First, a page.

The replica Godspeed under full sail on the James River. Wind brought colonists to Jamestown on the original ship in 1607, and wind carried migrants, supplies, and goods back and forth on the Atlantic until steam replaced sail in the nineteenth century.
Interpreters attach canvas sails to the windmill on the edge of the Historic Area. Grinding corn, wheat, and other grains, these mills operated with the free energy of the wind.
Gravity, working on the stones loaded at one end of a prize—a levering mechanism—compacts tobacco leaves in a barrel.
Two horsepower were enough engine to pull a wagon, driver, passengers, and luggage along rutted colonial roads.
A wooden yoke shifted the strain of carrying water buckets from arms to shoulders, but human muscle was still the sole source of power.
The physics and chemistry of flint igniting gunpowder shot musket balls from barrels.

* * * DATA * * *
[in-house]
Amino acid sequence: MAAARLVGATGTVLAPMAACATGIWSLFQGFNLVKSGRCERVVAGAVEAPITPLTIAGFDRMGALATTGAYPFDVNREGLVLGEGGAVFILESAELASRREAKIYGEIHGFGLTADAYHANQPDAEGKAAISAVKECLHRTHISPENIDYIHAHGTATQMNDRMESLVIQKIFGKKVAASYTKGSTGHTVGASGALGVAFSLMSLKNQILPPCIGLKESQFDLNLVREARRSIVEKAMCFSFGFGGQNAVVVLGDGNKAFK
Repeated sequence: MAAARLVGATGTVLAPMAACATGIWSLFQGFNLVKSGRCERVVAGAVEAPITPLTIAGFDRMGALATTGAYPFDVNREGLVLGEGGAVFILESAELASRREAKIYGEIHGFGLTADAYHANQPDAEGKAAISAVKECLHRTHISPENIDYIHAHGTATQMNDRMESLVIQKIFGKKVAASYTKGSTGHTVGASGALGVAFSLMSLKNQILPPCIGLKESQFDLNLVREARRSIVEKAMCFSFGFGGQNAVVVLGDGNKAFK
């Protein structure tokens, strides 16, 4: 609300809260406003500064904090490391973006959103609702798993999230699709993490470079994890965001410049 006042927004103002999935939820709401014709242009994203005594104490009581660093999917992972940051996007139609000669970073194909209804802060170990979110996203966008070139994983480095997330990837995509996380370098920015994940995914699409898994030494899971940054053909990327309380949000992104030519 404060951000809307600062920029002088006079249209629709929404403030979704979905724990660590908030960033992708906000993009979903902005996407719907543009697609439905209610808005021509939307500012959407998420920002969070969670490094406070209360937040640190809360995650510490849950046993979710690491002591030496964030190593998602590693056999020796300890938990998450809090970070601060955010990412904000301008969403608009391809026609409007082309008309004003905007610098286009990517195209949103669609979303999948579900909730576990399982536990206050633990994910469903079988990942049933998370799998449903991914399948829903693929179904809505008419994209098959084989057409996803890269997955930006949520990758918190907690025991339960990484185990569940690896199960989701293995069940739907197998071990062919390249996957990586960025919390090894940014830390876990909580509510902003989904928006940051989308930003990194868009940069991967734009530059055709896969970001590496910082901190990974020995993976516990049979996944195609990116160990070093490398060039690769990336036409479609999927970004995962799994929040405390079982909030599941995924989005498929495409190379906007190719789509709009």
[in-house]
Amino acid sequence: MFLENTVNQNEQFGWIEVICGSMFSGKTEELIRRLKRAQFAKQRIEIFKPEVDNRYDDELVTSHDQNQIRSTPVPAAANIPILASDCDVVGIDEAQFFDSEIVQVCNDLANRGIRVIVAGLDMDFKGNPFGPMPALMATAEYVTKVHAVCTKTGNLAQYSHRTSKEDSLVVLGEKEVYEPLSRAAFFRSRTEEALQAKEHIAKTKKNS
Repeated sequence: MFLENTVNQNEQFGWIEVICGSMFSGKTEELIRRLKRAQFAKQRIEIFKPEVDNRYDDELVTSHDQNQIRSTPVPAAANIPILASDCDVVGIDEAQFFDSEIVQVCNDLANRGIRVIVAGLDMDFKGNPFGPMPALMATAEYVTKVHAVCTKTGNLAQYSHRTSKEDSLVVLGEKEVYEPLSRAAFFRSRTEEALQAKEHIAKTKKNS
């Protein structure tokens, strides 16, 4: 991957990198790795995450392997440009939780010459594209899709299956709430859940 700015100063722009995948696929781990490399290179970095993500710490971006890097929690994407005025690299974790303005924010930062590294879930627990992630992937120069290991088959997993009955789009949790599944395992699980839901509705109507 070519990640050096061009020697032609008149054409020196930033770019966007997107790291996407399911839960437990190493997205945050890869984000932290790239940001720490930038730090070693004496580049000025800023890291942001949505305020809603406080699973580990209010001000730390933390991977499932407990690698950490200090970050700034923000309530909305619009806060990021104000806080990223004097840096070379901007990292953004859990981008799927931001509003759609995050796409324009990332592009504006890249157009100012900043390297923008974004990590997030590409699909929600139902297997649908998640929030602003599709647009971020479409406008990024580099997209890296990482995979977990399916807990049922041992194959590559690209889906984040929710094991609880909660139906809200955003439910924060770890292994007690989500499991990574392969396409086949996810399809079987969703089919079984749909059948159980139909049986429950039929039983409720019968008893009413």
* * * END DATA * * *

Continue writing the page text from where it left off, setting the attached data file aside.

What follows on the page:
Clay turns to bricks in the alchemical heat of a kiln.
Pressure for a fire engine’s water cannon depended on simple man power.
In the foundry, a hand-operated bellows intensified a coal fire’s heat.
Row on row, slaves tended tobacco in the fields for centuries before the arrival of tractors and harvesters.
Horse muscle quickened a rider’s trip.
Oysters reach heights they never imagined atop interpreter Emily James' head.
Leather bellows exhale with more force than lungs ever could at the Geddy Foundry.
Muscle and sinew complete the Herculean task of rolling cannon uphill.
Explosive force, contained in a cannon's cylindrical channel, becomes a battlefield ally.
Wood fuels a fire, which fuels hungry humans in its turn.
The oxman's gentle persuasion yields power in the form of willing beasts.
Man versus inertia in a one way tug-of-war.
The clock-like gears of the spit jack power a rotating spit at hearth-level.
Raw metal realizes its potential under fire's influence.